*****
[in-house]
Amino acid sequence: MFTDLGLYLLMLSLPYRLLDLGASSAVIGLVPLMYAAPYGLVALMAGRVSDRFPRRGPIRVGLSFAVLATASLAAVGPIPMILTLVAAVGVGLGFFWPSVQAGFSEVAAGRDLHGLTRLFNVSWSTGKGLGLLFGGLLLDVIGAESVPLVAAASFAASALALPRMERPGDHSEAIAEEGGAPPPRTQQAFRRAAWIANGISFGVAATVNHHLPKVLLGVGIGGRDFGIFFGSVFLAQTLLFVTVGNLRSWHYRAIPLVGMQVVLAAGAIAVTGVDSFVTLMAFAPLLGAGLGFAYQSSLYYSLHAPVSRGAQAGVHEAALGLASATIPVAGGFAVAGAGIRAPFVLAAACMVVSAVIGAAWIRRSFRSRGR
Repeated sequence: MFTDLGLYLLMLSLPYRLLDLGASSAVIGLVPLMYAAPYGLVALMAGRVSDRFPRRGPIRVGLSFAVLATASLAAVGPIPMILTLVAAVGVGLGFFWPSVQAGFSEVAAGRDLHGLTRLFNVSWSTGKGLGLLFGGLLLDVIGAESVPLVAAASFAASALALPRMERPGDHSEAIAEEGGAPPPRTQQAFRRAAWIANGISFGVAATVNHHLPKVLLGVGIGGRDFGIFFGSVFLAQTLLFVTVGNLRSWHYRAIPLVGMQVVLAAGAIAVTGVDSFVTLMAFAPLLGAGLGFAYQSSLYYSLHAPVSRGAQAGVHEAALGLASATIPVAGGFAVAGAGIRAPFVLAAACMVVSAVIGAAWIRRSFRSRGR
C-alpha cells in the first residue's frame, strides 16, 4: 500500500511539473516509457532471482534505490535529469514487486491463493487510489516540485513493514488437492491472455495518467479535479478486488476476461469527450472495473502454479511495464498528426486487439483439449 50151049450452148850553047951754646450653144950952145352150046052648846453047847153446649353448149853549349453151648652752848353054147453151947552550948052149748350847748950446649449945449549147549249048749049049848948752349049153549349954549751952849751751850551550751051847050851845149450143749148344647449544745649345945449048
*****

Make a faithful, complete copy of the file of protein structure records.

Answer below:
[in-house]
Amino acid sequence: MFTDLGLYLLMLSLPYRLLDLGASSAVIGLVPLMYAAPYGLVALMAGRVSDRFPRRGPIRVGLSFAVLATASLAAVGPIPMILTLVAAVGVGLGFFWPSVQAGFSEVAAGRDLHGLTRLFNVSWSTGKGLGLLFGGLLLDVIGAESVPLVAAASFAASALALPRMERPGDHSEAIAEEGGAPPPRTQQAFRRAAWIANGISFGVAATVNHHLPKVLLGVGIGGRDFGIFFGSVFLAQTLLFVTVGNLRSWHYRAIPLVGMQVVLAAGAIAVTGVDSFVTLMAFAPLLGAGLGFAYQSSLYYSLHAPVSRGAQAGVHEAALGLASATIPVAGGFAVAGAGIRAPFVLAAACMVVSAVIGAAWIRRSFRSRGR
Repeated sequence: MFTDLGLYLLMLSLPYRLLDLGASSAVIGLVPLMYAAPYGLVALMAGRVSDRFPRRGPIRVGLSFAVLATASLAAVGPIPMILTLVAAVGVGLGFFWPSVQAGFSEVAAGRDLHGLTRLFNVSWSTGKGLGLLFGGLLLDVIGAESVPLVAAASFAASALALPRMERPGDHSEAIAEEGGAPPPRTQQAFRRAAWIANGISFGVAATVNHHLPKVLLGVGIGGRDFGIFFGSVFLAQTLLFVTVGNLRSWHYRAIPLVGMQVVLAAGAIAVTGVDSFVTLMAFAPLLGAGLGFAYQSSLYYSLHAPVSRGAQAGVHEAALGLASATIPVAGGFAVAGAGIRAPFVLAAACMVVSAVIGAAWIRRSFRSRGR
C-alpha cells in the first residue's frame, strides 16, 4: 500500500511539473516509457532471482534505490535529469514487486491463493487510489516540485513493514488437492491472455495518467479535479478486488476476461469527450472495473502454479511495464498528426486487439483439449 50151049450452148850553047951754646450653144950952145352150046052648846453047847153446649353448149853549349453151648652752848353054147453151947552550948052149748350847748950446649449945449549147549249048749049049848948752349049153549349954549751952849751751850551550751051847050851845149450143749148344647449544745649345945449048